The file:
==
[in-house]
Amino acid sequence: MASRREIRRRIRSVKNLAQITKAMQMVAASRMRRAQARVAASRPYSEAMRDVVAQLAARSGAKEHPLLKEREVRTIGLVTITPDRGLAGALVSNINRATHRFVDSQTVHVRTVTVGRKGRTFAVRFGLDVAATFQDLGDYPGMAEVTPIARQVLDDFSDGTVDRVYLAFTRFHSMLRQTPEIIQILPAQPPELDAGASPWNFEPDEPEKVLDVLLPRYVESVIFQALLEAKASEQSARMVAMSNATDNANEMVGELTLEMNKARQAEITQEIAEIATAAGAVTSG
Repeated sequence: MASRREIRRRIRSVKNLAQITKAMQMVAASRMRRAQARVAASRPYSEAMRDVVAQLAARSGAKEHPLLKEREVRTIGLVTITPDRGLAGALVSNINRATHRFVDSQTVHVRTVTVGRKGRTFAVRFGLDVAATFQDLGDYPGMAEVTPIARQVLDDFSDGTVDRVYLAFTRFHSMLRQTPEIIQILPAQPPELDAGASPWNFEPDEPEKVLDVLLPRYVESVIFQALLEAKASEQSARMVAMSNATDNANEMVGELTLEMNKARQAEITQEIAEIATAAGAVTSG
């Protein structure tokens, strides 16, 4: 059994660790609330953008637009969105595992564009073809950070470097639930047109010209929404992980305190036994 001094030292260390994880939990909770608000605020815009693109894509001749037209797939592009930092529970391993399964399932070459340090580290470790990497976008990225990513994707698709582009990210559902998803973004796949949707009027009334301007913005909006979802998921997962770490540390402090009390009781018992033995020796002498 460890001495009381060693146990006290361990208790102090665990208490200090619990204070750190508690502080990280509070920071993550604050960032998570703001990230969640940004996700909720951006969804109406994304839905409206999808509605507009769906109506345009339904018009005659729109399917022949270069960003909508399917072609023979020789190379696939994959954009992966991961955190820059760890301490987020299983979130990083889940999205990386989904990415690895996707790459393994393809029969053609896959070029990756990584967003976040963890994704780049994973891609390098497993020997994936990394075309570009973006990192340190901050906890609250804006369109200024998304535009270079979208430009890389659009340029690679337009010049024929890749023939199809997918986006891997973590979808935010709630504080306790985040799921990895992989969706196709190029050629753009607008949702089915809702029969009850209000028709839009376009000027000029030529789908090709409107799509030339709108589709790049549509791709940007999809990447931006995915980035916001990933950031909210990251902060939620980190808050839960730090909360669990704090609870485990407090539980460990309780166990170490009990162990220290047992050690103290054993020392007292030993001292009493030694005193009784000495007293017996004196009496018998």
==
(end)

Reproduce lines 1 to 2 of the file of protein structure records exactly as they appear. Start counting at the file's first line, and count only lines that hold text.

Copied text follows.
[in-house]
Amino acid sequence: MASRREIRRRIRSVKNLAQITKAMQMVAASRMRRAQARVAASRPYSEAMRDVVAQLAARSGAKEHPLLKEREVRTIGLVTITPDRGLAGALVSNINRATHRFVDSQTVHVRTVTVGRKGRTFAVRFGLDVAATFQDLGDYPGMAEVTPIARQVLDDFSDGTVDRVYLAFTRFHSMLRQTPEIIQILPAQPPELDAGASPWNFEPDEPEKVLDVLLPRYVESVIFQALLEAKASEQSARMVAMSNATDNANEMVGELTLEMNKARQAEITQEIAEIATAAGAVTSG